Usually a front walkway feels more inviting when originating from the sidewalk and not the driveway. The intersecting street butts directly into the front yard nearly lining up with the front porch. We were all cautious about having the front walkway start directly from the sidewalk. Since their lot is deep, they don’t park in front section of their driveway so the walkway can still be accessed with ease by their friends and family.  The shape of the walkway also gave us a perfect spot for a dramatic tree and interesting plantings near the front door.

Side Yard Transforms into Sit Spot

Before remodel of Portland client side yard landscape design.

Side Yard – Before Landscape Design w Fatsia Japonica – Japanese Aralia

We combined those Belgian Blocks and the homeowner’s desire for a sit spot into one serene solution. The new stone patio directly to the left of the front porch re-used the old front walk material nicely. This patio is close enough to the porch to give the sense of expanding the front entry. But because it is a few steps down, it allows the homeowners to be in their front yard and see the beautiful views while feeling separated from the function of a front door and the busyness of the sidewalk.

While it was easy to fulfill their lawn and zinnia requests, it took a bit of a discussion to select th

Portland installation of patio pavers with existing Fatsia japonica -Japanese Aralia landscape.

Side Yard – During installation with Sam with D and J Landscape Contracting

e exact small tree for our final planting plant. The graceful form of the perfectly sized Japanese Maple helps balances out the tall evergreens in the neighbors yard. It provides some weight to that side of the landscape and anchors the house. Plus, you can watch the tree’s seasonal changes through the windows of the house – what a treat.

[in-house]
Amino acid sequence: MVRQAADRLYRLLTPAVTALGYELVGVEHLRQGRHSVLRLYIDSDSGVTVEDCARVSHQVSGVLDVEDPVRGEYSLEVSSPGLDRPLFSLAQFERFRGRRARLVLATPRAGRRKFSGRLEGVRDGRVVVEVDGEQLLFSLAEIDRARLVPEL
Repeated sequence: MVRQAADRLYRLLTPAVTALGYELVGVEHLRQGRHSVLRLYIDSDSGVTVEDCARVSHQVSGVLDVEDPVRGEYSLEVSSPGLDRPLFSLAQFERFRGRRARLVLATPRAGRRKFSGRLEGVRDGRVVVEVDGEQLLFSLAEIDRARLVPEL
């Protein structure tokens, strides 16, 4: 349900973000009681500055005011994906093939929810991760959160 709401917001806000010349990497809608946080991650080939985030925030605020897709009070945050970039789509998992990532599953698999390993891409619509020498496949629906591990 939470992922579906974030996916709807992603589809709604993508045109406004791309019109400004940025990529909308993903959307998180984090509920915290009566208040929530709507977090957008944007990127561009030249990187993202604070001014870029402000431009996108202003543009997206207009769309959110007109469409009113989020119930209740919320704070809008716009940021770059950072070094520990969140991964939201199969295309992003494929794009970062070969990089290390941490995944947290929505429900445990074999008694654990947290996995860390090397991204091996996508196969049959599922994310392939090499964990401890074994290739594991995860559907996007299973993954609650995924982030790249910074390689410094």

Installation

We referred the project to D&J Landscape Contractors .  They installed the landscape design and replaced the driveway.

Plants

Landscape Design in a Day transforms a boring side yard into a welcoming entry with serious curb appeal for this Grant Park home in Portland Oregon.

Side Yard – Just Finished

The large upright Japanese Maple is Acer palmatum ‘Shin Deshojo’

For summer and fall fun – the ornamental grass Pennisetum alopecuroides ‘Little Bunny’.

The purple-red tones of the Sedum ‘Xenox’ and Heuchera ‘Cherry Cola’ echo the brick of the house.

For evergreen texture – hens and chicks (Sempervivum sp.) and dwarf pines (Pinus mugo) ‘Sherwoods Compact’.

Year 2 photo of Portland residential side yard.

Side Yard: Year 2, Alana returned to design a small section of the backyard and couldn’t help but snap a few photos of how the front has filled in.

Other plants:  Heathers, American Switch Grass and dwarf varieties of Oak Leaf Hydrangea, Euphorbia, Hydrangea, and Lavender.

Landscape Design in a Day transforms a boring front yard into a welcoming entry with serious curb appeal for this Grant Park home in Portland Oregon.

Planting Close up – Little Bunny Ornamental Grass, Sedum ‘Xenox’, Daylilies

Materials

New walkway is Bluestone, patio is re-used Belgian Block

Reflection

“Mary and I are thrilled with our front yard…it turned out just incredibly beautiful.  There’s so much more dimension to the front now and it is so creatively laid out.  We just really want to thank you for your fine work.  I hope you’ll have the chance soon to stop by and see the final product.  From the bottom of our hearts…thank you.” – Mark and Mary

Mar and Mary celebrating their newly installed Portland front yard residential landscape design.

Happy Clients

Contact us

Would you like to create a welcoming entry experience that makes your house look and feel it’s best?  We would love to work with you.  Call us at 503-223-2426 or use our contact form.